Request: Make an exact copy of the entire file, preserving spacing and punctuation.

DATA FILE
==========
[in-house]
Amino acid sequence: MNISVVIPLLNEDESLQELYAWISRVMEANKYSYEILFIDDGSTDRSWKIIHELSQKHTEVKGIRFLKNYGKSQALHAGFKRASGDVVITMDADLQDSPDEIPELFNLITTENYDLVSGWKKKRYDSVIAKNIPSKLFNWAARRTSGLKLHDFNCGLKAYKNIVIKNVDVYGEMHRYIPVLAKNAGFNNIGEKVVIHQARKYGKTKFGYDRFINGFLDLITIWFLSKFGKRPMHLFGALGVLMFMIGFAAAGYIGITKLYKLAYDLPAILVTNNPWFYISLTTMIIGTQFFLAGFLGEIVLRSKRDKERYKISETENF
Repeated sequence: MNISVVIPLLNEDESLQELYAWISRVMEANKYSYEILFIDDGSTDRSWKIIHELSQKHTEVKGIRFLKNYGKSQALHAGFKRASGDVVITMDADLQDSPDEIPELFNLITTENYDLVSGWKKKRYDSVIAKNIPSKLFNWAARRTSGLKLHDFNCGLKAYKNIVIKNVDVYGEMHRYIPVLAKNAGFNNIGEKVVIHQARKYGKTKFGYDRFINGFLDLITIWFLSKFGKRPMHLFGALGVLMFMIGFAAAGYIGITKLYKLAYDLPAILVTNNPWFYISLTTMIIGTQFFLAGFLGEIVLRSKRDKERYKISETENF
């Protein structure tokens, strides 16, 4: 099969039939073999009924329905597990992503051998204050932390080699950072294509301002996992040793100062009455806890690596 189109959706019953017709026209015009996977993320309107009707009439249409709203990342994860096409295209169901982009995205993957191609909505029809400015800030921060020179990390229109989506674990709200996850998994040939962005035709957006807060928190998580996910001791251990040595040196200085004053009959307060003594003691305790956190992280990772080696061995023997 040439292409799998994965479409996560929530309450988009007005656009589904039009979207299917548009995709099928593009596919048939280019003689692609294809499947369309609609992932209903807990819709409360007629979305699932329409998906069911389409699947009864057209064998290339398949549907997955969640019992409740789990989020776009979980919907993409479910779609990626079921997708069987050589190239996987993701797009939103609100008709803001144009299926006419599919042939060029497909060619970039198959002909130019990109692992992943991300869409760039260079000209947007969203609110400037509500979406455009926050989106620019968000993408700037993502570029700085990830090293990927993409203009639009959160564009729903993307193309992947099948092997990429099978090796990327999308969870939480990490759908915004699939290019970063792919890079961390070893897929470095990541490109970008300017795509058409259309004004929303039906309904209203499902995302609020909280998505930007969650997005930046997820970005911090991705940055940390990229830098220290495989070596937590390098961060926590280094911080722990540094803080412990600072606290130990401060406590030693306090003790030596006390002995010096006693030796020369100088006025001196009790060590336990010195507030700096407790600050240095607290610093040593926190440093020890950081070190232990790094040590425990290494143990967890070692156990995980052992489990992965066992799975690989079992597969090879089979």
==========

[in-house]
Amino acid sequence: MNISVVIPLLNEDESLQELYAWISRVMEANKYSYEILFIDDGSTDRSWKIIHELSQKHTEVKGIRFLKNYGKSQALHAGFKRASGDVVITMDADLQDSPDEIPELFNLITTENYDLVSGWKKKRYDSVIAKNIPSKLFNWAARRTSGLKLHDFNCGLKAYKNIVIKNVDVYGEMHRYIPVLAKNAGFNNIGEKVVIHQARKYGKTKFGYDRFINGFLDLITIWFLSKFGKRPMHLFGALGVLMFMIGFAAAGYIGITKLYKLAYDLPAILVTNNPWFYISLTTMIIGTQFFLAGFLGEIVLRSKRDKERYKISETENF
Repeated sequence: MNISVVIPLLNEDESLQELYAWISRVMEANKYSYEILFIDDGSTDRSWKIIHELSQKHTEVKGIRFLKNYGKSQALHAGFKRASGDVVITMDADLQDSPDEIPELFNLITTENYDLVSGWKKKRYDSVIAKNIPSKLFNWAARRTSGLKLHDFNCGLKAYKNIVIKNVDVYGEMHRYIPVLAKNAGFNNIGEKVVIHQARKYGKTKFGYDRFINGFLDLITIWFLSKFGKRPMHLFGALGVLMFMIGFAAAGYIGITKLYKLAYDLPAILVTNNPWFYISLTTMIIGTQFFLAGFLGEIVLRSKRDKERYKISETENF
């Protein structure tokens, strides 16, 4: 099969039939073999009924329905597990992503051998204050932390080699950072294509301002996992040793100062009455806890690596 189109959706019953017709026209015009996977993320309107009707009439249409709203990342994860096409295209169901982009995205993957191609909505029809400015800030921060020179990390229109989506674990709200996850998994040939962005035709957006807060928190998580996910001791251990040595040196200085004053009959307060003594003691305790956190992280990772080696061995023997 040439292409799998994965479409996560929530309450988009007005656009589904039009979207299917548009995709099928593009596919048939280019003689692609294809499947369309609609992932209903807990819709409360007629979305699932329409998906069911389409699947009864057209064998290339398949549907997955969640019992409740789990989020776009979980919907993409479910779609990626079921997708069987050589190239996987993701797009939103609100008709803001144009299926006419599919042939060029497909060619970039198959002909130019990109692992992943991300869409760039260079000209947007969203609110400037509500979406455009926050989106620019968000993408700037993502570029700085990830090293990927993409203009639009959160564009729903993307193309992947099948092997990429099978090796990327999308969870939480990490759908915004699939290019970063792919890079961390070893897929470095990541490109970008300017795509058409259309004004929303039906309904209203499902995302609020909280998505930007969650997005930046997820970005911090991705940055940390990229830098220290495989070596937590390098961060926590280094911080722990540094803080412990600072606290130990401060406590030693306090003790030596006390002995010096006693030796020369100088006025001196009790060590336990010195507030700096407790600050240095607290610093040593926190440093020890950081070190232990790094040590425990290494143990967890070692156990995980052992489990992965066992799975690989079992597969090879089979």